Celiac plexus block is an injection that can temporarily relieve some types of chronic abdominal pain. People with chronic pancreatitis or abdominal cancer may benefit from a celiac plexus block.
What does it involve?
Celiac plexus block is an outpatient procedure.
The celiac plexus is a collection of nerves near the aorta, the largest blood vessel in your abdomen. A celiac plexus block targets these nerves, preventing pain signals from your abdomen from reaching your brain.
Before receiving a celiac plexus block, you may receive sedating medication by intravenous (IV) infusion. Your back will be numbed with local anesthetic. Then the doctor will inject medication into the celiac plexus. Medications may include anesthetics, epinephrine, clonidine, or corticosteroids, or chemicals such as alcohol or phenol, which will destroy the nerves.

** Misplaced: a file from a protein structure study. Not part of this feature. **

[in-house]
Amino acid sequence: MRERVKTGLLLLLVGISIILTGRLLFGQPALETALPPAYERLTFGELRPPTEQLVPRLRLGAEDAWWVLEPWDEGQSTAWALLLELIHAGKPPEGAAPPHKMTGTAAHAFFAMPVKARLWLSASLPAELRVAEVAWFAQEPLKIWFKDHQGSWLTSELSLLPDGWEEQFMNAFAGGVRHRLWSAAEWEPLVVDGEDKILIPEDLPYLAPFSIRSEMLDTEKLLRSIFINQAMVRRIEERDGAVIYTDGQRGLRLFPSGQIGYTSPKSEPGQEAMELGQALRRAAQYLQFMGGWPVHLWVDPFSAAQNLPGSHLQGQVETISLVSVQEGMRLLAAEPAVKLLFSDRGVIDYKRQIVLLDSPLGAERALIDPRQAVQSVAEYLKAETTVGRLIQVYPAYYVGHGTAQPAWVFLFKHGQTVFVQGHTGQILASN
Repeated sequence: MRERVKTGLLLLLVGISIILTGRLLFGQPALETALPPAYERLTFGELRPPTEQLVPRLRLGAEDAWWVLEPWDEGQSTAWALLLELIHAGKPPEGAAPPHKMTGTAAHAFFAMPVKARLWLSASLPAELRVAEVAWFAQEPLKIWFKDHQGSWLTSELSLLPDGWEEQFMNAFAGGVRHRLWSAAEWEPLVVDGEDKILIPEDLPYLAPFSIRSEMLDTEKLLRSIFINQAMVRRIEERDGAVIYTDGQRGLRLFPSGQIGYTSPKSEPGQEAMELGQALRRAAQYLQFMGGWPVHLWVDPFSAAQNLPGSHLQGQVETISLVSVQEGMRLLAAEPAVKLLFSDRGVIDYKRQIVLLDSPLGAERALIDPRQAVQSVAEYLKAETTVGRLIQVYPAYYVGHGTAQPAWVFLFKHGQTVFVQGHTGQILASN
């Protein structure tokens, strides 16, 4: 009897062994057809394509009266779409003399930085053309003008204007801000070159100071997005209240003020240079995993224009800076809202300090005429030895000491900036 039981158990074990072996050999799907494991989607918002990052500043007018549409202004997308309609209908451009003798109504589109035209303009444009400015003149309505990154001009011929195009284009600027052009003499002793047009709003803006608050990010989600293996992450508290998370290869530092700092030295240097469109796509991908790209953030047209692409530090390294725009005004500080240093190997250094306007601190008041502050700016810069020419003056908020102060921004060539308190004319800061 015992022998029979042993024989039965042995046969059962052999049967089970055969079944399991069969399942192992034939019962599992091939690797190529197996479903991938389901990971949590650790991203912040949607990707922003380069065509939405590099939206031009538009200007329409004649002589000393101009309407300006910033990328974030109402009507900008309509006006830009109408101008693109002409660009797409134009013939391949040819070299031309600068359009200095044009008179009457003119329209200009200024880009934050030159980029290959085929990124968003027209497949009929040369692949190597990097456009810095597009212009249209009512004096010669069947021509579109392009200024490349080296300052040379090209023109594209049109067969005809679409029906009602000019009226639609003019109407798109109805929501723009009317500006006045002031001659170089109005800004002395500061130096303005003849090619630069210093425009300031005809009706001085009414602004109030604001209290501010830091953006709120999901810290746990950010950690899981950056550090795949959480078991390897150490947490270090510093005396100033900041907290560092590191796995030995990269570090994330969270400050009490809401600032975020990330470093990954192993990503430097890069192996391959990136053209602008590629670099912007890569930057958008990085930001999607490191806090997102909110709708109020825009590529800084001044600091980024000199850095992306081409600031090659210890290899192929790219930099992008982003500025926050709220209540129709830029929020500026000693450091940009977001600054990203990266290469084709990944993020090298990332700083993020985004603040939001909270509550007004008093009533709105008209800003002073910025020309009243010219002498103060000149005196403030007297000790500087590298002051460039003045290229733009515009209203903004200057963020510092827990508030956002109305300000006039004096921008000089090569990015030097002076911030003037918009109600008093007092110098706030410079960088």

You can leave the office after receiving the celiac plexus block. You should rest that day, and you can resume normal activity the following day.
A successful celiac plexus block may provide weeks or years of pain relief.
A celiac plexus block may not be successful at reducing pain.
You may require a series of celiac plexus block injections before you experience pain relief.
Pain relief from a celiac plexus block is temporary.
Celiac plexus block is associated with risks including diarrhea, low blood pressure, or, rarely, collapsed lung, infection, or bleeding.
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